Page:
Infectious disease experts recently issued guidance on healthcare personnel attire. Here's what they recommended, and why.
Over the last 10 years, there has been a lot of attention paid to professional attire worn by physicians, physician assistants, and others. There is a movement, at least in my hospital, to balance functional, professional attire with the need for sterility.
One of the hallmarks of direct patient care providers in hospitals and outpatient facilities are the white coats that we wear each day when in contact with the patients that we serve.
So what happens when doctors, PAs, and others who practice medicine don’t wear white coats?
Members of the Society for Healthcare Epidemiology of America (SHEA) guidelines committee, recently attempted to look at these issues, make general recommendations, and give suggestions for further research to better understand how the attire of healthcare personnel (HCP) affects public perception, and infectious disease transmission.
Their conclusions? Wearing the things that HCP define as professional attire doesn't impact a patient’s perception of that medical provider.
SHEA provided recommendations on the use of white coats, neckties, footwear, the bare-below-the-elbows strategy, and laundering.
It recommends “BBE,” or bare below the elbows (including watches, rings, jewelry, etc.) when caring for patients so that hand and arm hygiene can be optimized.
Other recommendations don’t go far enough in my opinion.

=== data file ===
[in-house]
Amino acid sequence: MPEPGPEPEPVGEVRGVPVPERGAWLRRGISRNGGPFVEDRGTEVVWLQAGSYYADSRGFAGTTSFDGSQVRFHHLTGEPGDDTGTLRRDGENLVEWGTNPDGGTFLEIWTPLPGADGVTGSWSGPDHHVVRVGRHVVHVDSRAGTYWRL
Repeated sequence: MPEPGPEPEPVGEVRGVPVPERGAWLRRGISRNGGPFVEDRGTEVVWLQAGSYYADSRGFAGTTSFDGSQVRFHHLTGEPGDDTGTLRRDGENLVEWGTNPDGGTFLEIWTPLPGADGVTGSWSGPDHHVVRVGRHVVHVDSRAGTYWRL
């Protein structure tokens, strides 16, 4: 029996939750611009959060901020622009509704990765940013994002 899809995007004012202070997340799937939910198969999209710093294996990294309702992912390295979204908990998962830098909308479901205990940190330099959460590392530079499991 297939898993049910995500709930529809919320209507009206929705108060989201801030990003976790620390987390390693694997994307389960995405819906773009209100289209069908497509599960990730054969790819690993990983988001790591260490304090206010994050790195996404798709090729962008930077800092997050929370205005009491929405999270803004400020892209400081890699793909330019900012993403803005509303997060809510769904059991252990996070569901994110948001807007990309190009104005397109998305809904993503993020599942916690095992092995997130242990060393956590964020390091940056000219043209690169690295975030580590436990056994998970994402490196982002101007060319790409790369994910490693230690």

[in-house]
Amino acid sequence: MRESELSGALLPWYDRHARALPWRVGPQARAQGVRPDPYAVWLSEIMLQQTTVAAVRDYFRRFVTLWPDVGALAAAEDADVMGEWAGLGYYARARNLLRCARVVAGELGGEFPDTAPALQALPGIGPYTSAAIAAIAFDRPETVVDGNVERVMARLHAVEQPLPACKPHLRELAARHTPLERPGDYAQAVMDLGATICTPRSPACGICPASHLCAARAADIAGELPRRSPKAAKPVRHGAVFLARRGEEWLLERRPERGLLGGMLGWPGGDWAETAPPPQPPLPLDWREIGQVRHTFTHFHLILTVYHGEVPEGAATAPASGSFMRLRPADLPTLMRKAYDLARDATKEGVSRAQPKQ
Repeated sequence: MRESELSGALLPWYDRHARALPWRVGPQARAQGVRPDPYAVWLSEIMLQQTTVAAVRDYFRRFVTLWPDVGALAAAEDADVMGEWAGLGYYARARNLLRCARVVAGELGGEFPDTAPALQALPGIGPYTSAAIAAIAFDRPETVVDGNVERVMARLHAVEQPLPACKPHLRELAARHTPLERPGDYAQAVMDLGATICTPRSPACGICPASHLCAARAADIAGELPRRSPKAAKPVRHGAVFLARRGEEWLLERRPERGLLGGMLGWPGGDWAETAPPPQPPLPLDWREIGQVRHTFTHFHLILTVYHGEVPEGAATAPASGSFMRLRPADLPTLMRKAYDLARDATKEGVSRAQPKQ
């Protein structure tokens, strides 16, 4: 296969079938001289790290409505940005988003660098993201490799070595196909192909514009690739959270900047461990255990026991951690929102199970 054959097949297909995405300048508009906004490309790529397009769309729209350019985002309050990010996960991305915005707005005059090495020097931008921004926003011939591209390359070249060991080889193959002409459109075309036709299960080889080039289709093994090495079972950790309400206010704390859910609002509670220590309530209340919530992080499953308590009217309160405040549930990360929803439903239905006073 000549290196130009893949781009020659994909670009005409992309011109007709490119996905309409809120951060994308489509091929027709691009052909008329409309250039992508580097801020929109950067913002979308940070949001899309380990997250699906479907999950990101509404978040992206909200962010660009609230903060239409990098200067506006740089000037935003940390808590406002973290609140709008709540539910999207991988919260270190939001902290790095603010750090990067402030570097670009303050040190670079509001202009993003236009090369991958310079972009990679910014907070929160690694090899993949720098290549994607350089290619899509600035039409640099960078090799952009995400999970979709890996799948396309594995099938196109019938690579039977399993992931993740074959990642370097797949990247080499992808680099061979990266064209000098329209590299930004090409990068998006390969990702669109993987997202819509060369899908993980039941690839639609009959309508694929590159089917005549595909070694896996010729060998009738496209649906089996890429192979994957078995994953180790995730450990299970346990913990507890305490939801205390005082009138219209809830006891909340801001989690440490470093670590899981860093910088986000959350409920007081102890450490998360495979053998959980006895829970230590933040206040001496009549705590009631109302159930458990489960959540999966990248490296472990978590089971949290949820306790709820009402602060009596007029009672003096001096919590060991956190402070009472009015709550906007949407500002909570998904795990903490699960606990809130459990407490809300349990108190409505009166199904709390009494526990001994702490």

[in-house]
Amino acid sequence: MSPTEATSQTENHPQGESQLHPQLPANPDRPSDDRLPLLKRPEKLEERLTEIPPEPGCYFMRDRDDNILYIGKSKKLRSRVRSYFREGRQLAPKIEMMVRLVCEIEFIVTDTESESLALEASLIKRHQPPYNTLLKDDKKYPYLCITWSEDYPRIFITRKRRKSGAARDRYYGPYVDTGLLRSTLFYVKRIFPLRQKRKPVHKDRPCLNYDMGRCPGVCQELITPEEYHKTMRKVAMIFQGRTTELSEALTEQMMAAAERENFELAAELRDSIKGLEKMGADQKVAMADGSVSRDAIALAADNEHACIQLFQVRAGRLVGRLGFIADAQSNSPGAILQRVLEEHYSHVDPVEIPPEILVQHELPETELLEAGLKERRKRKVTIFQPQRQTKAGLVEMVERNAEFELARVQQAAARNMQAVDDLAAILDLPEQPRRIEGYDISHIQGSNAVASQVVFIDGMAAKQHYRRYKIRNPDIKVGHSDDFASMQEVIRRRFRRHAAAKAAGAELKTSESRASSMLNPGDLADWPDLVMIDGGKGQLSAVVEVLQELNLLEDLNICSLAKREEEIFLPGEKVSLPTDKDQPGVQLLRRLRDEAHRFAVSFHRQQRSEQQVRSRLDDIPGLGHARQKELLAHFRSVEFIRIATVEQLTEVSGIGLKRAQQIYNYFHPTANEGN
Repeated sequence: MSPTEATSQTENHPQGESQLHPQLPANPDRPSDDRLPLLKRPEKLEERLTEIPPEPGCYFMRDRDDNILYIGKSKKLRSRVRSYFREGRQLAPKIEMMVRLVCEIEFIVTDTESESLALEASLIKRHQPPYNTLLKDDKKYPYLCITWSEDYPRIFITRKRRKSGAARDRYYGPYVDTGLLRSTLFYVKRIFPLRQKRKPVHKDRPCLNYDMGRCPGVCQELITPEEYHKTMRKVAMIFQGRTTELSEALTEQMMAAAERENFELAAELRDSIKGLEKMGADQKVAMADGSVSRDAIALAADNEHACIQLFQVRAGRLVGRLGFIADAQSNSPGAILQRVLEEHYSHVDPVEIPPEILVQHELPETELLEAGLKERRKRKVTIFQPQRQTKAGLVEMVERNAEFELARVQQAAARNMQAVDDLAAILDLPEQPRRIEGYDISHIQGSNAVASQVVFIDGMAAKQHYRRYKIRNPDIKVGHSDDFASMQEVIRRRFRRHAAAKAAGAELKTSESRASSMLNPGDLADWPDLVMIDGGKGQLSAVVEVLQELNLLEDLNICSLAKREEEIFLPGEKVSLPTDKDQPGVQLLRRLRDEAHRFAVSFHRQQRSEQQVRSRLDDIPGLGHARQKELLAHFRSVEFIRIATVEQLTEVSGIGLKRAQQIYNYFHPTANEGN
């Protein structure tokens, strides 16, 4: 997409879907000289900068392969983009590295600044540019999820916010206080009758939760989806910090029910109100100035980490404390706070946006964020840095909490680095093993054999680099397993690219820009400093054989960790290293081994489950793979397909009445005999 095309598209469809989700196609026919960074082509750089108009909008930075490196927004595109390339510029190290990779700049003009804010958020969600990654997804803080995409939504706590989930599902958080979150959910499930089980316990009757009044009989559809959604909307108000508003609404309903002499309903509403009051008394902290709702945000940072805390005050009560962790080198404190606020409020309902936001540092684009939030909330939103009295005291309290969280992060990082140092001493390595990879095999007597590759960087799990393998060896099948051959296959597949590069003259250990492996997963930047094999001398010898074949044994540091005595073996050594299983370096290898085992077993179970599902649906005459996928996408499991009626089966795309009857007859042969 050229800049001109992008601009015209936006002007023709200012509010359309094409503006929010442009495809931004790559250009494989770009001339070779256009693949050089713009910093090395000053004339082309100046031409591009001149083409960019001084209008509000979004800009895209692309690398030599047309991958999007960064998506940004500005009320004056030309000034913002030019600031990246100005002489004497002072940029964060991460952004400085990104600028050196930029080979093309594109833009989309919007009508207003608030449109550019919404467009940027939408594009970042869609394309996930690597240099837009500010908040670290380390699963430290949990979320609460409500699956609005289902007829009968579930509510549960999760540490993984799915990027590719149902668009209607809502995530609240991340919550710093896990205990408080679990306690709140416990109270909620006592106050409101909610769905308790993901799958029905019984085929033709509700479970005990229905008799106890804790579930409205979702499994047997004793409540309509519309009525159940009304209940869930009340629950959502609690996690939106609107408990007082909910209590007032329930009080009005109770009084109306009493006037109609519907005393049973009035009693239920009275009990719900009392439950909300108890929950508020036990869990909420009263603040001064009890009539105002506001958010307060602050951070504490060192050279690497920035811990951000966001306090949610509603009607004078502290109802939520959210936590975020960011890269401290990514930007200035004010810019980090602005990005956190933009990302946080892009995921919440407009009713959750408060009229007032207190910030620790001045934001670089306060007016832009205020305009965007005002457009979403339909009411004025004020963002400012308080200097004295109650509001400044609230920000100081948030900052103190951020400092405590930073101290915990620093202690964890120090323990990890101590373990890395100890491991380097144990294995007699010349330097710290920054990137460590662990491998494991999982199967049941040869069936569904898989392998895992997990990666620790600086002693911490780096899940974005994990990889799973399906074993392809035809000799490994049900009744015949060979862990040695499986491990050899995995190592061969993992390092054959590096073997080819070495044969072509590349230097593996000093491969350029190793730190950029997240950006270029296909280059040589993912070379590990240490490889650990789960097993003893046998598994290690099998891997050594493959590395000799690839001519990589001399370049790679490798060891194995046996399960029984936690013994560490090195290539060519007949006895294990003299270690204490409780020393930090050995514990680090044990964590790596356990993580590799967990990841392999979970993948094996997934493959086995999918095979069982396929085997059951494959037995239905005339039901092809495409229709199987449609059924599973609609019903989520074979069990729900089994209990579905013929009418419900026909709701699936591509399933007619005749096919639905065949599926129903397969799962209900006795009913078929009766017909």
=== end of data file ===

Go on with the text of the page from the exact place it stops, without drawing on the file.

It makes sense to me that every HCP employed in delivering direct patient care should “change out” into hospital provided and cleansed garb daily, and not wear street clothes while on duty. This, however, would be extremely expensive to healthcare facilities, and may not be worth the expense given the savings that could be expected from reduced healthcare associated infection (HAI).
Also, I shudder to think what could be cultured off of the ties of my colleagues who wear them in the hospital. At a minimum, SHEA recommend tucking them into your shirt, and keeping them inside of a fully buttoned lab coat. I’m all for ditching them altogether.
This is a good start and needs more research, and SHEA admitted that in its study, but HCP can use common sense, training, and experience in infectious disease and control to reduce their exposure to and transmission of HAI.
On the surgery floor at my hospital, there has been much debate and change over when and where we wear surgical garb. Working in surgery, and spending a lot of time in the surgical ICU, I think a lot about infection control, especially of the iatrogenic variety.
Wearing surgical scrubs outside of the confines of the physical hospital is prohibited, but many still do it. However, it doesn’t end there. Bare arms when not scrubbed in, traditional surgeon’s caps and lab coats over surgical scrubs, a look that I have always liked and been comfortable with when rounding in the hospital on surgery days, are not just taboo, but prohibited. What doesn’t make sense to me is the change from the traditional surgeon’s hat to the bouffant variety, which still allows stray hair to escape. Even if you have a shaved head, the bouffant cap is preferred, if not required. It’s a move I just can’t understand, but I digress.
A lot of the change makes sense from a patient protection and infection control standpoint. I change scrubs more than once during a long surgical day to reduce the chance that my scrubs may be a nidus of infection, and most on the surgical team do the same. It also makes sense to me to not put a lab coat over surgical unit scrubs, considering that the average provider doesn’t launder his outer attire as often as he should.
But if we should not dress like traditional medical providers in every patient encounter, hopefully we can allow the quality of our medicine to speak louder than our coats … or silly bouffant surgical caps.